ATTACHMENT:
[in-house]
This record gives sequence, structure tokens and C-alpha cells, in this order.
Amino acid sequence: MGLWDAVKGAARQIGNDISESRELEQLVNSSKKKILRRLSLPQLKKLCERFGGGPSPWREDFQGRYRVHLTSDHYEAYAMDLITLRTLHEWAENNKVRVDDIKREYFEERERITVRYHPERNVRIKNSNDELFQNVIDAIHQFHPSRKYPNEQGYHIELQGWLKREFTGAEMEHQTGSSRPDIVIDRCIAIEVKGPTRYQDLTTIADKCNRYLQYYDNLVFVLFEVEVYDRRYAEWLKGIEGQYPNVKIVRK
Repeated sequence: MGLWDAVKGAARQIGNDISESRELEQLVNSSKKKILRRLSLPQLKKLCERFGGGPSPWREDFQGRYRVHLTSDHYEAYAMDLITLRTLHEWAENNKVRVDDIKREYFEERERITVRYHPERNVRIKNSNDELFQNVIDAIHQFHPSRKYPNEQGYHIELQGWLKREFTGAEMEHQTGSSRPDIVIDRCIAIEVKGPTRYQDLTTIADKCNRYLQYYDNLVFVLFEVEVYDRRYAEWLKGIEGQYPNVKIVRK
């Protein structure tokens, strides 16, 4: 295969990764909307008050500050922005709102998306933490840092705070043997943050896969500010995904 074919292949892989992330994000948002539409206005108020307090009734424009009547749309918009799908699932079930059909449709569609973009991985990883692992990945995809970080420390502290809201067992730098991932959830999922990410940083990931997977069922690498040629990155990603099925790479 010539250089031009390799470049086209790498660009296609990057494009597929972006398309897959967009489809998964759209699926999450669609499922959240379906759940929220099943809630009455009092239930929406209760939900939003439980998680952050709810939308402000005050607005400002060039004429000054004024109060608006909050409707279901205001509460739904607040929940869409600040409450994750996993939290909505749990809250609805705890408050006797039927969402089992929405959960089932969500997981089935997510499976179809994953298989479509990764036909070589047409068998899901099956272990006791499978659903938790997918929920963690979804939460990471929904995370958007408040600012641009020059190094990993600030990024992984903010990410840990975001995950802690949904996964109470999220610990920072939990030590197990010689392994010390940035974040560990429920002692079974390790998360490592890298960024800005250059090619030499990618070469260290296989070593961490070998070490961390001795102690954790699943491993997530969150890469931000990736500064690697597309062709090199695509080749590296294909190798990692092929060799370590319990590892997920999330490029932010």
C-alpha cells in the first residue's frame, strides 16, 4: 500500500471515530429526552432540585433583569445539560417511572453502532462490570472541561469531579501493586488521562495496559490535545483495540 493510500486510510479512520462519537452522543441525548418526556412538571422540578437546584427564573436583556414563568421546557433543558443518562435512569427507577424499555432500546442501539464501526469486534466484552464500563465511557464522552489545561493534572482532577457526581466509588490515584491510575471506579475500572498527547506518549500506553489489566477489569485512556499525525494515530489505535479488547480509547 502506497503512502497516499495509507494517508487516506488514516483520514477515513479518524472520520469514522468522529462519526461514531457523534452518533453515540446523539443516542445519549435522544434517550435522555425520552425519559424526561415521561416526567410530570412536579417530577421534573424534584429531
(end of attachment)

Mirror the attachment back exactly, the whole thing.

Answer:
[in-house]
This record gives sequence, structure tokens and C-alpha cells, in this order.
Amino acid sequence: MGLWDAVKGAARQIGNDISESRELEQLVNSSKKKILRRLSLPQLKKLCERFGGGPSPWREDFQGRYRVHLTSDHYEAYAMDLITLRTLHEWAENNKVRVDDIKREYFEERERITVRYHPERNVRIKNSNDELFQNVIDAIHQFHPSRKYPNEQGYHIELQGWLKREFTGAEMEHQTGSSRPDIVIDRCIAIEVKGPTRYQDLTTIADKCNRYLQYYDNLVFVLFEVEVYDRRYAEWLKGIEGQYPNVKIVRK
Repeated sequence: MGLWDAVKGAARQIGNDISESRELEQLVNSSKKKILRRLSLPQLKKLCERFGGGPSPWREDFQGRYRVHLTSDHYEAYAMDLITLRTLHEWAENNKVRVDDIKREYFEERERITVRYHPERNVRIKNSNDELFQNVIDAIHQFHPSRKYPNEQGYHIELQGWLKREFTGAEMEHQTGSSRPDIVIDRCIAIEVKGPTRYQDLTTIADKCNRYLQYYDNLVFVLFEVEVYDRRYAEWLKGIEGQYPNVKIVRK
């Protein structure tokens, strides 16, 4: 295969990764909307008050500050922005709102998306933490840092705070043997943050896969500010995904 074919292949892989992330994000948002539409206005108020307090009734424009009547749309918009799908699932079930059909449709569609973009991985990883692992990945995809970080420390502290809201067992730098991932959830999922990410940083990931997977069922690498040629990155990603099925790479 010539250089031009390799470049086209790498660009296609990057494009597929972006398309897959967009489809998964759209699926999450669609499922959240379906759940929220099943809630009455009092239930929406209760939900939003439980998680952050709810939308402000005050607005400002060039004429000054004024109060608006909050409707279901205001509460739904607040929940869409600040409450994750996993939290909505749990809250609805705890408050006797039927969402089992929405959960089932969500997981089935997510499976179809994953298989479509990764036909070589047409068998899901099956272990006791499978659903938790997918929920963690979804939460990471929904995370958007408040600012641009020059190094990993600030990024992984903010990410840990975001995950802690949904996964109470999220610990920072939990030590197990010689392994010390940035974040560990429920002692079974390790998360490592890298960024800005250059090619030499990618070469260290296989070593961490070998070490961390001795102690954790699943491993997530969150890469931000990736500064690697597309062709090199695509080749590296294909190798990692092929060799370590319990590892997920999330490029932010």
C-alpha cells in the first residue's frame, strides 16, 4: 500500500471515530429526552432540585433583569445539560417511572453502532462490570472541561469531579501493586488521562495496559490535545483495540 493510500486510510479512520462519537452522543441525548418526556412538571422540578437546584427564573436583556414563568421546557433543558443518562435512569427507577424499555432500546442501539464501526469486534466484552464500563465511557464522552489545561493534572482532577457526581466509588490515584491510575471506579475500572498527547506518549500506553489489566477489569485512556499525525494515530489505535479488547480509547 502506497503512502497516499495509507494517508487516506488514516483520514477515513479518524472520520469514522468522529462519526461514531457523534452518533453515540446523539443516542445519549435522544434517550435522555425520552425519559424526561415521561416526567410530570412536579417530577421534573424534584429531